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Love and Loathing in North Texas Amid Child Refugee Crisis

The ultimate outcome of the Obama administration's request for more than $3.7 billion in emergency supplemental funding to address a recent influx of tens of thousands of unaccompanied, undocumented Central American refugee children crossing the southern border daily to escape increased violence and poverty rests with Congress, but it's clear action is necessary....

"We're concerned that the administration has emphasized the use of detention as a deterrent, and [President Obama] has made very clear the intention to open new family detention facilities with the intention and objective of deterring them from coming to the United States," [Michelle] Brané [Women's Refugee Commission] said. "While there are many aspects of the president's request that are indeed necessary, the emphasis on detention as a deterrent is very problematic."

Brané, along with other refugee policy experts on the call, pointed to alternatives to detention, such as case management and community support for refugees.

Read the article on Truthout.

Obama aides were warned of brewing border crisis

Nearly a year before President Obama declared a humanitarian crisis on the border, a team of experts arrived at the Fort Brown patrol station in Brownsville, Tex., and discovered a makeshift transportation depot for a deluge of foreign children.

...“I don’t think they ignored this on purpose, but they didn’t know what to do,” said Michelle Brané, director of migrant rights at the Women’s Refugee Commission, which published a 2012 report highlighting the influx of minors. “For whatever reason, there was hesi­ta­tion to address the root causes. I think the administration was dealing with it at a minimal scale, putting a Band-Aid on something they should have been thinking about holistically.”

Read the Washington Post article.

Why the Central American Children Migrants Need Full Adjudication of Their Protection Claims

As Congress and the Administration consider proposals to eviscerate the heretofore obscure (now demonized) Trafficking Victims Protection Reauthorization Act of 2008 (TVPRA), it makes sense to review the case for change and to query whether the proposed cure might not do more harm than good. 

...A series of recent reports have identified multiple causes, including the threat of gang, cartel and domestic violence; official corruption in sending states; criminal impunity; poverty and lack of opportunity; and the strong desire for family unity. These reports -- from credible sources like the United Nations High Commissioner for RefugeesWashington Office for Latin AmericaU.S. Conference of Catholic BishopsKids in Need of DefenseWomen's Refugee Commission, and the American Immigration Council -- are based on interviews with hundreds of detained and deported children (and family members), analysis of their legal claims, and fact-finding missions.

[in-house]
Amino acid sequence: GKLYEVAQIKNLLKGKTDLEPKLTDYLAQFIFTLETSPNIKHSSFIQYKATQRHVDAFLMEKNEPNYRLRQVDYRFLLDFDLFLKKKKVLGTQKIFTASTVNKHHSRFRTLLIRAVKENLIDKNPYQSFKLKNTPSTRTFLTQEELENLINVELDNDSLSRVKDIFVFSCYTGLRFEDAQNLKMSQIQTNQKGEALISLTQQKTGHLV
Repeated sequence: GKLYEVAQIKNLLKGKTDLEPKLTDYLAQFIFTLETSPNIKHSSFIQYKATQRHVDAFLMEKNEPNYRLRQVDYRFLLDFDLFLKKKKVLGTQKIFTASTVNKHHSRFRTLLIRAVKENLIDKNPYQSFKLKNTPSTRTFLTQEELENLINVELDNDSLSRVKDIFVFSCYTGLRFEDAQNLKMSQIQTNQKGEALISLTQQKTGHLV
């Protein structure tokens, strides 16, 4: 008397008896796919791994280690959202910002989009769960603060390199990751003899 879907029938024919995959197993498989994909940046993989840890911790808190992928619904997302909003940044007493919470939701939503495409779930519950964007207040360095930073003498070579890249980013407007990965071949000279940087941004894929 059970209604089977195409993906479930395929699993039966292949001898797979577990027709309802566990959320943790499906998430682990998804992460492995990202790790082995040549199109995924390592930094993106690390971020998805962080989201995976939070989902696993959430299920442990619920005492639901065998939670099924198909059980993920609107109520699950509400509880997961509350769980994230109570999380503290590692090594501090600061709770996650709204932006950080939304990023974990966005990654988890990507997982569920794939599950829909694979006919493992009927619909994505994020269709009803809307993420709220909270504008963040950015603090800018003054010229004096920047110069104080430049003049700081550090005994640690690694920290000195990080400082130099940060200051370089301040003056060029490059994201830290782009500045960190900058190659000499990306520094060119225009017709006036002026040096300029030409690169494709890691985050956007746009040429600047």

Read the article by Donald Kerwin, Executive Director, Center for Migration Studies, on Huffington Post.

The real failures of immigration policy

In the eyes of Texas Gov. Rick Perry and others, the crisis on our southern border demonstrates the failure of our immigration policy. They are correct, though not in the way they think. The failure in our immigration policy comes from the persistent belief that we can make rivers run uphill.

The sudden flood of underage migrants, sometimes accompanied by their mothers, didn't happen because border security has been neglected. This administration, like its predecessor, has made a fetish of toughness against anyone trying to get in without authorization. It's worked, but only up to a point -- and often with perverse results. This influx happens to be one of those unanticipated effects.

Read the full article in the Washington Examiner.

Michelle Brané on Immigrant Children

Michelle Brané, director, Migrant Rights & Justice Program, speaks on ComCast Newsmakers about the unaccompanied children fleeing violence in Central America. 

Watch here.

Why Are Immigration Detention Facilities So Cold?

In early 2013, three undocumented immigrants sued US Customs and Border Protection for abuse they suffered while spending days in custody. The three women claimed that CBP agents refused to give them soap or toothbrushes; sometimes, agents refused to feed them more than once a day. But the women's biggest grievance was the unrelenting cold. ...